COLUMN: I am an English Man

Harry Caines contributes a weekly column to His column is a work of opinion, and does not reflect the views of Cache Valley Daily, the Cache Valley Media Group, or its employees.

<em>“He that hath a beard is more than a youth, and he that hath no beard is less than a man. He that is more than a youth is not for me, and he that is less than a man, I am not for him.”</em>

—-Beatrice, from “Much Ado About Nothing”

The best thing about having two children in high school is looking over their classes to see what I can help them study. I am excited to help my kids with their Advanced Placement history classes. I can offer no help with math…because I am awful at it.

And then there is English. As a classical literature enthusiast, I can provide help to my kids in that realm. I love discussing great books. The problem is, nearly every public high school in America believes that the same books need to be studied ad nauseum. “Catcher In The Rye”, “Romeo and Juliet” and “The Scarlet Letter” were deemed by some uber-secret literature society with a red phone located in the Oval Office to be necessary readings for every teenager in America.


As a public service to anyone who had to endure the insufferable sins of Hester Prynne, or the trite, unintelligible musings of Holden Caulfield, I offer three books that should be taught to high school students across America.

<strong>MUCH ADO ABOUT NOTHING</strong>

Let me preface my remarks by stating that I rather like “Romeo and Juliet.” And “Hamlet”, in my opinion, is not only the best work by William Shakespeare, but ranks second only to Beethoven’s 9th Symphony as the most inspired work in the history of pen and paper.

But “Hamlet” is very long—the Bard’s longest play. And the geo-political subplot can be somewhat hard to follow for reluctant teenagers. But “Much Ado”? Vibrant, engaging, enthralling.

Like most comedies by Shakespeare, “Much Ado” has many subplots that are intertwined. The main story involves the constantly feuding Lady Beatrice and her foil, the misogynistic bachelor Benedict. The conversations between them are comedic genius.

If I was allowed 10,000 words for my weekly scribe, I could still not do justice this remarkable work of pithy banter. For 16 year-olds in the modern world, the search for (and scathing rebuke) of love by the characters will be a source of empathy.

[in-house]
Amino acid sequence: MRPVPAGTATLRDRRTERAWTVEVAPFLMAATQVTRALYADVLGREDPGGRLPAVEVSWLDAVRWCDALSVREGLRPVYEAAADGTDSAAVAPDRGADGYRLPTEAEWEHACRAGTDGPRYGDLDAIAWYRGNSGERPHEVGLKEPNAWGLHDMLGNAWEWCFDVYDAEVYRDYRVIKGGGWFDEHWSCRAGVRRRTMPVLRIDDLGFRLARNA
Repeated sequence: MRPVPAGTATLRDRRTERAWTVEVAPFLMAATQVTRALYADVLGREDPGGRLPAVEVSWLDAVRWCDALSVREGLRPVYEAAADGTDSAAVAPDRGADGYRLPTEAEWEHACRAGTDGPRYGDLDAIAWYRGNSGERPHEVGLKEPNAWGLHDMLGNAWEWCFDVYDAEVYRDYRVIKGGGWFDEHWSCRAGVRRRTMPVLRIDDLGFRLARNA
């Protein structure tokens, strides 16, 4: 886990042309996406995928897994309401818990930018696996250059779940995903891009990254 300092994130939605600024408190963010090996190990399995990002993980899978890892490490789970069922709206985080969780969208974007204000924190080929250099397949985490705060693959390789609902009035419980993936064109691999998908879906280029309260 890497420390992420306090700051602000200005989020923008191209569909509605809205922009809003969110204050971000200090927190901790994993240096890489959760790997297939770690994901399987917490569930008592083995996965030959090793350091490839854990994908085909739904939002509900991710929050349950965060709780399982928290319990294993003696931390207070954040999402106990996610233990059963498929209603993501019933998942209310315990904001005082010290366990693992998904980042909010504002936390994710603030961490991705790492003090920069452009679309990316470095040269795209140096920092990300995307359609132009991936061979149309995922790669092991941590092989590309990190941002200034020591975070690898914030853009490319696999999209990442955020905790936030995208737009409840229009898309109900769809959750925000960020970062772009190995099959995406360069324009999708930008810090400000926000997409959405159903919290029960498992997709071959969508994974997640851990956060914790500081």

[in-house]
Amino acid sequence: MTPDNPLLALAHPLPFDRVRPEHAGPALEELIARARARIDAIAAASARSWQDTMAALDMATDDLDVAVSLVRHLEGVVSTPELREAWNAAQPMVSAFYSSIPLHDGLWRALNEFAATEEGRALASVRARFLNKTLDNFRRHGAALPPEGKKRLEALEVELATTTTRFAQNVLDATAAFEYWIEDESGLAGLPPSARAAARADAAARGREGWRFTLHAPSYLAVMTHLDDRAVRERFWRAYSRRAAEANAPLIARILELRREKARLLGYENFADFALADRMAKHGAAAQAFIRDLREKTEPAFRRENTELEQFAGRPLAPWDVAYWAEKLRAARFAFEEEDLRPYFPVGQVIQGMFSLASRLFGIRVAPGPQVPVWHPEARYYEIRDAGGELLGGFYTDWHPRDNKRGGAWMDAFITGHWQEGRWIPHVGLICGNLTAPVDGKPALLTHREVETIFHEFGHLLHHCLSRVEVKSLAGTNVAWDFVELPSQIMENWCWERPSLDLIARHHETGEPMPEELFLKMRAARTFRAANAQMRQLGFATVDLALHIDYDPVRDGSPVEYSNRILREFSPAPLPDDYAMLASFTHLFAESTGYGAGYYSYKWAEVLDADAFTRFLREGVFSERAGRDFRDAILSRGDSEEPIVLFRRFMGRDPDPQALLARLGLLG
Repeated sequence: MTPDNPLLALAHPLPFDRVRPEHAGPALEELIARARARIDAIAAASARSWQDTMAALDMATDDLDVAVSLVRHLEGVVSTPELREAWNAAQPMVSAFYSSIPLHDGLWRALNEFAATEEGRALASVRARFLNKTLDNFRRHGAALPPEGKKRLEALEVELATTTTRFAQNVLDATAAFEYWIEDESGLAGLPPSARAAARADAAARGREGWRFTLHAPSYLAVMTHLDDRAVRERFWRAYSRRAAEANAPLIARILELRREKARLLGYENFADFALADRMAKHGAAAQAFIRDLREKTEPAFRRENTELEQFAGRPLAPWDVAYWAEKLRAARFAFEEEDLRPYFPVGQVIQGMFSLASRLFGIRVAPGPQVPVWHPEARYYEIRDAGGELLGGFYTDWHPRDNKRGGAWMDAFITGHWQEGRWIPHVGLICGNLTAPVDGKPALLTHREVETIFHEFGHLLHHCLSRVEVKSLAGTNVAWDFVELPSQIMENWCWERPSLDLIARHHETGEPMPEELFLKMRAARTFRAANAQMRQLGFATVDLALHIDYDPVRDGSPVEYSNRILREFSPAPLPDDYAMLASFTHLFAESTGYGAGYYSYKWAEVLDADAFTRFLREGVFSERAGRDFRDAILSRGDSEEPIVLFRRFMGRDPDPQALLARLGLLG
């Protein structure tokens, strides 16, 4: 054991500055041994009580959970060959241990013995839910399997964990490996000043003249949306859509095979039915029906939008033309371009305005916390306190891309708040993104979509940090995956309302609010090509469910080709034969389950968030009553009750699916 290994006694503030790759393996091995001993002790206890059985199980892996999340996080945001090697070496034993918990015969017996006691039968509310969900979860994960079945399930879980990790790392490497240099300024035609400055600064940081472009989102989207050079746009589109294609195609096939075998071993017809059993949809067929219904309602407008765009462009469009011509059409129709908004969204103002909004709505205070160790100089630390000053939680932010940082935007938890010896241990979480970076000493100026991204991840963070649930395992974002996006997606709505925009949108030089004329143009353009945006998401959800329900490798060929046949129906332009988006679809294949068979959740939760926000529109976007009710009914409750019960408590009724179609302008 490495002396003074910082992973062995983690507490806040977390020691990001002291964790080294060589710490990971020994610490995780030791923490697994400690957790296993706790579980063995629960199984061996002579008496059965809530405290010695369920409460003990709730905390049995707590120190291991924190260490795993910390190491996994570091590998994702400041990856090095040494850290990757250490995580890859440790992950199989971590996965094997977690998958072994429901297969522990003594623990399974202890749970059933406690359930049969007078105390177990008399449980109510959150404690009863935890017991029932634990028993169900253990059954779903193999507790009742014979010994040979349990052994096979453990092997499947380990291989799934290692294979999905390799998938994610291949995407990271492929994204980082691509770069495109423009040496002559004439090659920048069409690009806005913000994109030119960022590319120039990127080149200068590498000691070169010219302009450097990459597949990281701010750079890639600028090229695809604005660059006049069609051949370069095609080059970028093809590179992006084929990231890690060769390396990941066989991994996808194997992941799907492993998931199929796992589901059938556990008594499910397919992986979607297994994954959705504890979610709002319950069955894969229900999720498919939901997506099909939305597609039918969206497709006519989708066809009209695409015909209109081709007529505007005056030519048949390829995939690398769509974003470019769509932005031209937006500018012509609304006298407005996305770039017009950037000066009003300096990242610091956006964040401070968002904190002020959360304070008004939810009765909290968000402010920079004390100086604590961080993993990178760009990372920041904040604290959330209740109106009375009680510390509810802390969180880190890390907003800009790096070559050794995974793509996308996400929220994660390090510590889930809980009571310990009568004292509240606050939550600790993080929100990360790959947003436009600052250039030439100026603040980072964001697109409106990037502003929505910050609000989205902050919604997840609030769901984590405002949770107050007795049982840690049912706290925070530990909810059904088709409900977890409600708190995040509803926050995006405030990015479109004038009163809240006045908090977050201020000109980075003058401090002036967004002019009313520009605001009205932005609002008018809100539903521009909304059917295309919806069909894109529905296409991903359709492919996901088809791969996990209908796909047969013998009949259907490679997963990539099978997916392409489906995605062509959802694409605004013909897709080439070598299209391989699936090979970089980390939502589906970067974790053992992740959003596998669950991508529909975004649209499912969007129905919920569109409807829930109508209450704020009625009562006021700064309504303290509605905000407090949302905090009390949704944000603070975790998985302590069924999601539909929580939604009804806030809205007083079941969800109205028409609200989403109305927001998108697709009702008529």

And this play is a profound read for young women. After her cousin Hero is wrongfully accused of being a wanton woman (MODERN TRANSLATION: a slut), Beatrice recites a monologue where she speaks of her great frustration of being a woman unable to seek out her own revenge for those who wronged her beloved cousin. Five centuries after it was written, it still stands as an epitaph for all women vexed by living in a masculine world.

<strong>THE CRUCIBLE</strong>

Few, if any, works of American writers can match the historical potency of Arthur Miller’s play about the Salem Witch Trials of the late 17th Century. Allegorical to the House Committee on un-American Activities—which hounded Miller for over a decade—”The Crucible” can reach teenage readers on many levels.

HUAC took it upon itself to root out communism in America; with a very pointed finger at Hollywood and the theatre. When HUAC’s power was at its zenith in 1952, Miller wrote “The Crucible” as a counterpunch to what he saw as overzealous government and an unjust mob mentality.

“The Crucible” is about a group of young girls who try to escape punishment for defying the puritanical laws of Massachusetts. Their method? Accusing the adults of Salem of salacious living and witchcraft.

What would really strike a chord with the youth who reads this double slice of American history is that it can bring forth a discussion of bullying. When any character in the play, young or old, offers a contrarian view of the unjust trials, they are ganged up upon and accused of witchcraft.

Look up HUAC. The similarities will chill you.


What?! A Stephen King book? Readily available to unsuspecting, impressionable children?

Hell yes!

Much more than that overwrought, overbearing and overrated dreck known as “Catcher In The Rye”, “Christine” actually has themes that modern teenagers can relate to.

Much like “Much Ado” is to Shakespeare, ”Christine” is not Stephen King’s best work. “The Shining”, “The Langoliers” and “‘Salem’s Lot” are my unofficial Unholy Trinity of King’s macabre imagination.

But for teenage readers, “Christine” will become a Top 5 favorite instantly.

The story, which switches from first to third person narrative, is about high school nerd Arnie Cunningham and his football buddy Dennis. Arnie starts to morph into a decidedly darker character after purchasing “Christine”…a car with an (evil) mind of its own.

The themes of the book: alienation, out-of-touch parents and changing identities, will resonate with modern youth. And the fact that those who oppose Arnie find themselves killed under the tires of a Satanic car…well, who hasn’t had that fantasy whilst in high school?

I am very much satisfied with the education my children receive. Whenever I think about the choices I have made in my life, I remember the first priority was to raise three children to produce things in and for society. I think they are on their way.

A love for literature is a key component to the refinement every parent should want their children to exude. On this note, a much more diverse reading criteria can go a long way.

Except for “Catcher In The Rye”. That book just flat out sucks.

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